Automated Startup – AWS EC2 Instance – Metadata & Userdata

EC2 Instance Metadata and Userdata
Self Configuration can be done with instance metadata and user data. This allows EC2 instance to answer the question “Who am I?” What should I do?
You can access instance metadata and user data from within the instance.
Data is not protected with cryptographic or authentication methods. Anyone with access to the instance can see its metadata. However, sensitive data such as passwords and user data should not be stored.
Both metadata and user data are available at the IP address with the most recent and older versions.
Metadata and User data can easily be retrieved with simple curl or the GET command. These requests are not billedInstance Metadata
Instance metadata is information about an instance that allows you to answer the Who am I? question.
It can be divided into two categories: Instance metadata includes metadata about the instance like instance id and AMI ID, hostname, role, ip address, etc
Can be accessed from
When the instances are launched, dynamic data is generated such as instance monitoring, instance identity documents, and instance monitoring.
Can be accessed from
It can be used to manage and configure running instances
Allows access to user data specified at the time of launching the instanceUser Data
The user data can be used to bootstrap (launch commands when the machine is started) EC2 instance. It also helps answer the question, What should I do?
This information is required to launch an EC2 instance. It is then executed at boot time
These can be in the form parameters or user-definable scripts that are executed when the instance launches, for example. Perform software patch updates, load the application from an S3 bucket, etc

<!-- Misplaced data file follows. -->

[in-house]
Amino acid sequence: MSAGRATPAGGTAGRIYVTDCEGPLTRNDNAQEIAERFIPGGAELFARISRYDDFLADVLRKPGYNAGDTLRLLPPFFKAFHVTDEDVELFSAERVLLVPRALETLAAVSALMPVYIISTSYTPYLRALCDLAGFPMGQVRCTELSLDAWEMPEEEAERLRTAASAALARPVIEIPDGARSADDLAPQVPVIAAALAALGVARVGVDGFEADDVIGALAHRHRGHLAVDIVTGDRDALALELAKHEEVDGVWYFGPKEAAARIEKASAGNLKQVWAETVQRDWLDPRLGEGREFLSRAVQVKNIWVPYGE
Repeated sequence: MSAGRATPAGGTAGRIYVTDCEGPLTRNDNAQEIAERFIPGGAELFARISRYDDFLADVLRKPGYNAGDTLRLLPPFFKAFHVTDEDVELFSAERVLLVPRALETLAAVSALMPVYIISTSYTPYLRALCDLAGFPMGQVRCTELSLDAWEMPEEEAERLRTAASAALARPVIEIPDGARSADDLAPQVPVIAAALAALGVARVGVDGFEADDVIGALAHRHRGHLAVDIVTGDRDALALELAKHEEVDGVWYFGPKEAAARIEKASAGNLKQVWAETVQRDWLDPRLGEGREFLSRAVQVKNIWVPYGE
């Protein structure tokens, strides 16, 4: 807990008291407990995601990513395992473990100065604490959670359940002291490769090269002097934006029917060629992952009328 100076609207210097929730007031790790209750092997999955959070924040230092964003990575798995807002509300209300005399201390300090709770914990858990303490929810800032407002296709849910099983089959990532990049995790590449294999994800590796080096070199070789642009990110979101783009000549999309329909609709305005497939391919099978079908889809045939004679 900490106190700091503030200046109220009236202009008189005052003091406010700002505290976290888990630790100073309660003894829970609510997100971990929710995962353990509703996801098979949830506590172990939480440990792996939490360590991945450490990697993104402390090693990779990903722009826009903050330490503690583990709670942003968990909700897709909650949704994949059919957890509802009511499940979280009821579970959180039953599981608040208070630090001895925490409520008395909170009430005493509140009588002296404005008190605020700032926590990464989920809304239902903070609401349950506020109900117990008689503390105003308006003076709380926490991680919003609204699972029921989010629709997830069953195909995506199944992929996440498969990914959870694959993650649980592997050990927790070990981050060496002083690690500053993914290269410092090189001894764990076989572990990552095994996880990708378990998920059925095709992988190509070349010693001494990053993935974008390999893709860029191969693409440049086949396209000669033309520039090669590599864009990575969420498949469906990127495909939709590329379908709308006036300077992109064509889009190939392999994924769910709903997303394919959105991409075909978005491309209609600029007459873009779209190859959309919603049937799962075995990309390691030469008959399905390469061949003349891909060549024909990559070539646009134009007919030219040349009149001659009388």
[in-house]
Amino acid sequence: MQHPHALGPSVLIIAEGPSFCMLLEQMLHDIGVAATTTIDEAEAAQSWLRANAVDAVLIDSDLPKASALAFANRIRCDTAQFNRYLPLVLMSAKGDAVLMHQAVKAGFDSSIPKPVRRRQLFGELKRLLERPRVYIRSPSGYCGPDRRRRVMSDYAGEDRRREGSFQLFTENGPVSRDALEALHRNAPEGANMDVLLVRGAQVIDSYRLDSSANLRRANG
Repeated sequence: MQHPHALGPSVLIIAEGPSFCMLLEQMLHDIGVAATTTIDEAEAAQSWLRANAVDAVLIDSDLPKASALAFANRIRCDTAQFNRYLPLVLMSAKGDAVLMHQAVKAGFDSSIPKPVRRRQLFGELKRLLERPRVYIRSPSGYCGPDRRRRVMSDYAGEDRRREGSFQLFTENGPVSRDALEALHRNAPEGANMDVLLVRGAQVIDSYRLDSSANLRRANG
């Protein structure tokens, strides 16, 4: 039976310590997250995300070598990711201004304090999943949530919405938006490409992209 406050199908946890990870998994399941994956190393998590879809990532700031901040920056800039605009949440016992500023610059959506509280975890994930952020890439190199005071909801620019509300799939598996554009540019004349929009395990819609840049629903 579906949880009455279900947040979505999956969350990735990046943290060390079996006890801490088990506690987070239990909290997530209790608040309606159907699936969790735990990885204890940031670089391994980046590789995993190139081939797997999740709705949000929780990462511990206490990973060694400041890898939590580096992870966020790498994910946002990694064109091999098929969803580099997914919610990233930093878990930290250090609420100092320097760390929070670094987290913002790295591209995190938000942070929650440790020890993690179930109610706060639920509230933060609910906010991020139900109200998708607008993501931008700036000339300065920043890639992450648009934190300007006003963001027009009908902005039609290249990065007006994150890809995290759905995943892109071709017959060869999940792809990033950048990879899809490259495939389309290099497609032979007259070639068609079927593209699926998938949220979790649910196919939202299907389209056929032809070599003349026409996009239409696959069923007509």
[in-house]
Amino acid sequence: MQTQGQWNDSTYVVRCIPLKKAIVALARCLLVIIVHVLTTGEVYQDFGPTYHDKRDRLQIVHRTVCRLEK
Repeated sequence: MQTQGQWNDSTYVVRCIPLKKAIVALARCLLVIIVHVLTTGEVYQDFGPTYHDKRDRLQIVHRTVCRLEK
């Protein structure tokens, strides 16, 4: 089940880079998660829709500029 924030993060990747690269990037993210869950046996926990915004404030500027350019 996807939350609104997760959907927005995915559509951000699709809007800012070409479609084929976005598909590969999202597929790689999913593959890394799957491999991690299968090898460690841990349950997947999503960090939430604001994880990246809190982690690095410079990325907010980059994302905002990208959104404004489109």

can be used to create more generic AMIs that can then be configured dynamically at launch time
can be retrieved from
By default, user data commands and cloud-init directives are not executed during the first boot cycle after an EC2 instance launches.
You can stop an instance, modify user data, and then restart it. However, the new user information is not executed automatically.
A mime multi-part files can be used to configure user data scripts and cloud-init directives. A mime multipart file allows scripts to control how often user data is executed by the cloud-init package.
It is returned as is and treated as opaque data.
The limit is 16 KB. This limit applies to data in raw form and not base64-encoded.
Before being submitted to the API, must be base64-encoded. The base64 encoding is performed by the EC2 command-line tools. The data is decoded prior to being presented to the instance. Cloud-Init & Ec2Config
Cloud-Init and EC2Config allow you to run the instructions and parse the user data script on the instance
Cloud-InitAmazon Linux AMI supports Cloud Init, which is an open-source application created by Canonical.
It is installed on Amazon Linux, Ubuntu, and RHEL AMIs
This parameter allows you to specify actions that will be run on the instance at boot by using the EC2 userData parameter
If the user data begins with #, then Cloud-Init executes the user data on the first boot.
EC2ConfigEC2Config can be installed on Windows Server AMIs
If the user data starts with, the Cloud-Init process executes the user data on the first boot.
The EC2Config service starts when the instance boots. It performs tasks at initial instance startup (once), and every time you stop and restart the instance.
It can also perform tasks upon request. Some tasks can be done automatically, while others need to be activated manually.
Uses settings files to control the operation
Sysprep is a Microsoft tool that allows you to create a customized Windows AMI that can then be reused.
When EC2Config calls Sysprep, it uses the settings files in EC2ConfigService\Settings to determine which operations to perform. AWS Certi